Mass. Senate Approves Stem Cell Bill
Massachusetts Senate Overwhelmingly Approves Stem Cell Research Bill, Sends It to House
The state Senate overwhelmingly backed a stem cell research bill Tuesday and sent it to the House, where it could be debated as early as next week.
The bill, which encourages embryonic stem cell research in Massachusetts, was approved 34-2, meaning the Senate could easily override an expected veto by Gov. Mitt Romney. The measure also appears to have veto-proof support in the House.
The bill would allow scientists to create cloned embryos and extract their stem cells for research. Supporters say the research could lead to the cure or treatment of diabetes, Parkinson's disease and spinal cord injuries. Critics say scientists could create human life just to destroy it.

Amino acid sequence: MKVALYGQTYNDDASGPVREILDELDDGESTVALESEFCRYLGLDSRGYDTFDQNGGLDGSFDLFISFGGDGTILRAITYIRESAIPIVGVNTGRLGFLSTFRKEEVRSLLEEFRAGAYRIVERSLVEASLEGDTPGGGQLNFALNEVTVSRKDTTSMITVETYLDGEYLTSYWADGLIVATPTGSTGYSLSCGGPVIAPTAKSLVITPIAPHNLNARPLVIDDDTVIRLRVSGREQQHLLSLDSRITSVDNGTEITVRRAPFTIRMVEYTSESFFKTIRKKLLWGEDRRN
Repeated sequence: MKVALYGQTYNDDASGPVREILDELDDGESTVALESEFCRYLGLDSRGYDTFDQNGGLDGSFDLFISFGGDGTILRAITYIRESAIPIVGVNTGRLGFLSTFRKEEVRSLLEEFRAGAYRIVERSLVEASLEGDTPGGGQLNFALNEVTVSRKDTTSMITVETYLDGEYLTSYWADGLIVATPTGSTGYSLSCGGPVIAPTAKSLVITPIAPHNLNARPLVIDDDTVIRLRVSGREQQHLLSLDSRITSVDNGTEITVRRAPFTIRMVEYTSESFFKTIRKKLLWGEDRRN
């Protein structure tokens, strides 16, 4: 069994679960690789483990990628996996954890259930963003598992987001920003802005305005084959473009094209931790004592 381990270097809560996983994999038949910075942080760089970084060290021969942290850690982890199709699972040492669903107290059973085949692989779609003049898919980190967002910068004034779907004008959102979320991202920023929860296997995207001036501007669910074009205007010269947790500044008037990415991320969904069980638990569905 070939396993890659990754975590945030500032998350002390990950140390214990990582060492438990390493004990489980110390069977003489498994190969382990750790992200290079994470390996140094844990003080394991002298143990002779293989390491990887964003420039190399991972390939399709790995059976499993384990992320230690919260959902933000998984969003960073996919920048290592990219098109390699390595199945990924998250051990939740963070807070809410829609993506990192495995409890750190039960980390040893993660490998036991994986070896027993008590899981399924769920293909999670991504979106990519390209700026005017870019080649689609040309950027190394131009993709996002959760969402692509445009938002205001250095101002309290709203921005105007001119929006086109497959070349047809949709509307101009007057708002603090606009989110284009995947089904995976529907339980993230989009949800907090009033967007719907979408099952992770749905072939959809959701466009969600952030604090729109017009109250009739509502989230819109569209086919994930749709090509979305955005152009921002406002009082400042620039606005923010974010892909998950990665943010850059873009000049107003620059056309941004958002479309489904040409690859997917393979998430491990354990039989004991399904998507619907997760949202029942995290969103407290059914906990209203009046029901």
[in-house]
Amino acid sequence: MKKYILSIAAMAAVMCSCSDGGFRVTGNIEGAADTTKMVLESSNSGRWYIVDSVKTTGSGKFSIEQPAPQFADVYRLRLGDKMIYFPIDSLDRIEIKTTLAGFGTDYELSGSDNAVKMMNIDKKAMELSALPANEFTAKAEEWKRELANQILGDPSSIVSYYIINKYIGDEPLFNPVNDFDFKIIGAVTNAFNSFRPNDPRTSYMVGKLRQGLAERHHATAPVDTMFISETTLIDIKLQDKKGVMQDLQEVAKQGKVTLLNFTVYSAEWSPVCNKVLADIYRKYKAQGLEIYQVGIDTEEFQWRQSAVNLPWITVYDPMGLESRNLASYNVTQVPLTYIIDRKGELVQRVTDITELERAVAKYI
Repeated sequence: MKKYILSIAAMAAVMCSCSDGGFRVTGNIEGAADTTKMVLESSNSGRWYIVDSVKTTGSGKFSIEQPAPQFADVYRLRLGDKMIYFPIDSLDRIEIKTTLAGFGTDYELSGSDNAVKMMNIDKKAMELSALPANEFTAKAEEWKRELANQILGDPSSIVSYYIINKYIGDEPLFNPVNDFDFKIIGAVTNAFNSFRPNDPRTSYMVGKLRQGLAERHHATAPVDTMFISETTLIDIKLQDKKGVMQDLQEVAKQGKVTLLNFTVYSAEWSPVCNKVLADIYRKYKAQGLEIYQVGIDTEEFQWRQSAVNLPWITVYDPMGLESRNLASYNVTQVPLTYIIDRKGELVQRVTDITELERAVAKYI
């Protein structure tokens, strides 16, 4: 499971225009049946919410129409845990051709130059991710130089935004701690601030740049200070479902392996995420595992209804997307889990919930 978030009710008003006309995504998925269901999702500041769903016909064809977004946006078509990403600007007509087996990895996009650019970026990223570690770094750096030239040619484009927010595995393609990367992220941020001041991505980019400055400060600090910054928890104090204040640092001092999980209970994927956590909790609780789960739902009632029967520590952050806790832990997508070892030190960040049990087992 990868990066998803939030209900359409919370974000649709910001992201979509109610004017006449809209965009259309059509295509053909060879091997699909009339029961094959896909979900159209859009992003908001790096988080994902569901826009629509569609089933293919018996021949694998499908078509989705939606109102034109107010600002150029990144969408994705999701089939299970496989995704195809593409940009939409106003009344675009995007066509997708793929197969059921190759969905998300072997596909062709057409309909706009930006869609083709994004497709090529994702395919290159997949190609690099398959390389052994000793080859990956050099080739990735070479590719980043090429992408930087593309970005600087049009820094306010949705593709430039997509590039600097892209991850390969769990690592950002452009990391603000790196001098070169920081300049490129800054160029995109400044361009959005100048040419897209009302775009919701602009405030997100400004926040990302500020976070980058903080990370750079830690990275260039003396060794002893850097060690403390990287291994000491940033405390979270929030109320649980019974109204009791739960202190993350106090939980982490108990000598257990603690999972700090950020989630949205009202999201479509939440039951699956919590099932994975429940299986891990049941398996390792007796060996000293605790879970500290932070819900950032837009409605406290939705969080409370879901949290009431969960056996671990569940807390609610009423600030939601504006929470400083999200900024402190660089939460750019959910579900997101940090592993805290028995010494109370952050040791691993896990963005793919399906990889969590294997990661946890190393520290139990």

Under current state law, scientists conducting stem cell research need the approval of the local district attorney. The bill would remove that requirement, give the state Health Department some regulatory control and ban cloning for reproductive purposes.
The bill also creates an advisory council that would hold public meetings and give lawmakers an annual report on new research. Among other things, the panel would be charged with investigating whether women should be compensated for donated eggs.